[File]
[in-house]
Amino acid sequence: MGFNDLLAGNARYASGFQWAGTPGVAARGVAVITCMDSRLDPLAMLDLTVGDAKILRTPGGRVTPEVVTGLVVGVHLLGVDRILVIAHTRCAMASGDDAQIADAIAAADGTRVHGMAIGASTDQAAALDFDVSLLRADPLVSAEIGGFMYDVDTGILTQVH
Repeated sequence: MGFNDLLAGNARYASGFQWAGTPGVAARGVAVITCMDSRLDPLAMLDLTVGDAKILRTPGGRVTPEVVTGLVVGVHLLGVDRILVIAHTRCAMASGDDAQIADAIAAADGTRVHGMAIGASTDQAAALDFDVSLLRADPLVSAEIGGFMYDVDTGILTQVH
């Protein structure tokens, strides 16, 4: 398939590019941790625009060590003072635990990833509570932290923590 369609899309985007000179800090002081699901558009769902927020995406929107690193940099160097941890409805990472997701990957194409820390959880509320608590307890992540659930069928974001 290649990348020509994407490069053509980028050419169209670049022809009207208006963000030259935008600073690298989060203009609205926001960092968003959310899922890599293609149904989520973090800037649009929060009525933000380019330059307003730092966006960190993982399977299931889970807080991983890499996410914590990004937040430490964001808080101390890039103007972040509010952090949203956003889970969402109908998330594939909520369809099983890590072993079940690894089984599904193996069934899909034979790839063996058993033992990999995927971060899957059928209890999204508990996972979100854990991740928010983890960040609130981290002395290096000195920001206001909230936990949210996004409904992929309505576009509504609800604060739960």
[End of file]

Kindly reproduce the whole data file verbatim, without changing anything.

[in-house]
Amino acid sequence: MGFNDLLAGNARYASGFQWAGTPGVAARGVAVITCMDSRLDPLAMLDLTVGDAKILRTPGGRVTPEVVTGLVVGVHLLGVDRILVIAHTRCAMASGDDAQIADAIAAADGTRVHGMAIGASTDQAAALDFDVSLLRADPLVSAEIGGFMYDVDTGILTQVH
Repeated sequence: MGFNDLLAGNARYASGFQWAGTPGVAARGVAVITCMDSRLDPLAMLDLTVGDAKILRTPGGRVTPEVVTGLVVGVHLLGVDRILVIAHTRCAMASGDDAQIADAIAAADGTRVHGMAIGASTDQAAALDFDVSLLRADPLVSAEIGGFMYDVDTGILTQVH
């Protein structure tokens, strides 16, 4: 398939590019941790625009060590003072635990990833509570932290923590 369609899309985007000179800090002081699901558009769902927020995406929107690193940099160097941890409805990472997701990957194409820390959880509320608590307890992540659930069928974001 290649990348020509994407490069053509980028050419169209670049022809009207208006963000030259935008600073690298989060203009609205926001960092968003959310899922890599293609149904989520973090800037649009929060009525933000380019330059307003730092966006960190993982399977299931889970807080991983890499996410914590990004937040430490964001808080101390890039103007972040509010952090949203956003889970969402109908998330594939909520369809099983890590072993079940690894089984599904193996069934899909034979790839063996058993033992990999995927971060899957059928209890999204508990996972979100854990991740928010983890960040609130981290002395290096000195920001206001909230936990949210996004409904992929309505576009509504609800604060739960």